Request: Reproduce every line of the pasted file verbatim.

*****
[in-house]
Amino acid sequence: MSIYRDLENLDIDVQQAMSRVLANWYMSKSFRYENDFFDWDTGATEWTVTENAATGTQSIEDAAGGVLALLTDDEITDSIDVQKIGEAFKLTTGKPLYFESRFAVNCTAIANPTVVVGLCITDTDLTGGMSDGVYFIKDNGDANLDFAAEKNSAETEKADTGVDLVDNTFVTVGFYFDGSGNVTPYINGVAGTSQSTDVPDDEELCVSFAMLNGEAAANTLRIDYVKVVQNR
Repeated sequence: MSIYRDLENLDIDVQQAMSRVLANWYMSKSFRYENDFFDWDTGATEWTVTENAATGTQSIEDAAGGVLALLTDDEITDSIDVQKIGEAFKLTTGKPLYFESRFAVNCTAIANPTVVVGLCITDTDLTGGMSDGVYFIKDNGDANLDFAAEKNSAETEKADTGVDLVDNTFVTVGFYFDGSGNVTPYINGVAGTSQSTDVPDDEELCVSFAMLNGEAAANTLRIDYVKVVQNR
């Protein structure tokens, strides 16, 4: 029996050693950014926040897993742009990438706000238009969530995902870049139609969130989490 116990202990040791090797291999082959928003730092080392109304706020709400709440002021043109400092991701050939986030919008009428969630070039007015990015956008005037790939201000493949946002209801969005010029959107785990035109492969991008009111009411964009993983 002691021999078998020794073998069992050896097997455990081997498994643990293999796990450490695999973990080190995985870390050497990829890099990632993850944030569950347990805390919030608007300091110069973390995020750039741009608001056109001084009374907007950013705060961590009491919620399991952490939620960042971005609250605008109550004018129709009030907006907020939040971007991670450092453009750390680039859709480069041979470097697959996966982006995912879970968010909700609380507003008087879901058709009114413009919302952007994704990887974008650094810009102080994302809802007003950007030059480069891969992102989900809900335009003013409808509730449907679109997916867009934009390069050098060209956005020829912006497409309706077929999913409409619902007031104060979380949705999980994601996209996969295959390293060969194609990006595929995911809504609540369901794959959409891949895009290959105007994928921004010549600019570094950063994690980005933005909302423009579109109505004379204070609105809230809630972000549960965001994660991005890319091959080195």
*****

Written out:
[in-house]
Amino acid sequence: MSIYRDLENLDIDVQQAMSRVLANWYMSKSFRYENDFFDWDTGATEWTVTENAATGTQSIEDAAGGVLALLTDDEITDSIDVQKIGEAFKLTTGKPLYFESRFAVNCTAIANPTVVVGLCITDTDLTGGMSDGVYFIKDNGDANLDFAAEKNSAETEKADTGVDLVDNTFVTVGFYFDGSGNVTPYINGVAGTSQSTDVPDDEELCVSFAMLNGEAAANTLRIDYVKVVQNR
Repeated sequence: MSIYRDLENLDIDVQQAMSRVLANWYMSKSFRYENDFFDWDTGATEWTVTENAATGTQSIEDAAGGVLALLTDDEITDSIDVQKIGEAFKLTTGKPLYFESRFAVNCTAIANPTVVVGLCITDTDLTGGMSDGVYFIKDNGDANLDFAAEKNSAETEKADTGVDLVDNTFVTVGFYFDGSGNVTPYINGVAGTSQSTDVPDDEELCVSFAMLNGEAAANTLRIDYVKVVQNR
């Protein structure tokens, strides 16, 4: 029996050693950014926040897993742009990438706000238009969530995902870049139609969130989490 116990202990040791090797291999082959928003730092080392109304706020709400709440002021043109400092991701050939986030919008009428969630070039007015990015956008005037790939201000493949946002209801969005010029959107785990035109492969991008009111009411964009993983 002691021999078998020794073998069992050896097997455990081997498994643990293999796990450490695999973990080190995985870390050497990829890099990632993850944030569950347990805390919030608007300091110069973390995020750039741009608001056109001084009374907007950013705060961590009491919620399991952490939620960042971005609250605008109550004018129709009030907006907020939040971007991670450092453009750390680039859709480069041979470097697959996966982006995912879970968010909700609380507003008087879901058709009114413009919302952007994704990887974008650094810009102080994302809802007003950007030059480069891969992102989900809900335009003013409808509730449907679109997916867009934009390069050098060209956005020829912006497409309706077929999913409409619902007031104060979380949705999980994601996209996969295959390293060969194609990006595929995911809504609540369901794959959409891949895009290959105007994928921004010549600019570094950063994690980005933005909302423009579109109505004379204070609105809230809630972000549960965001994660991005890319091959080195």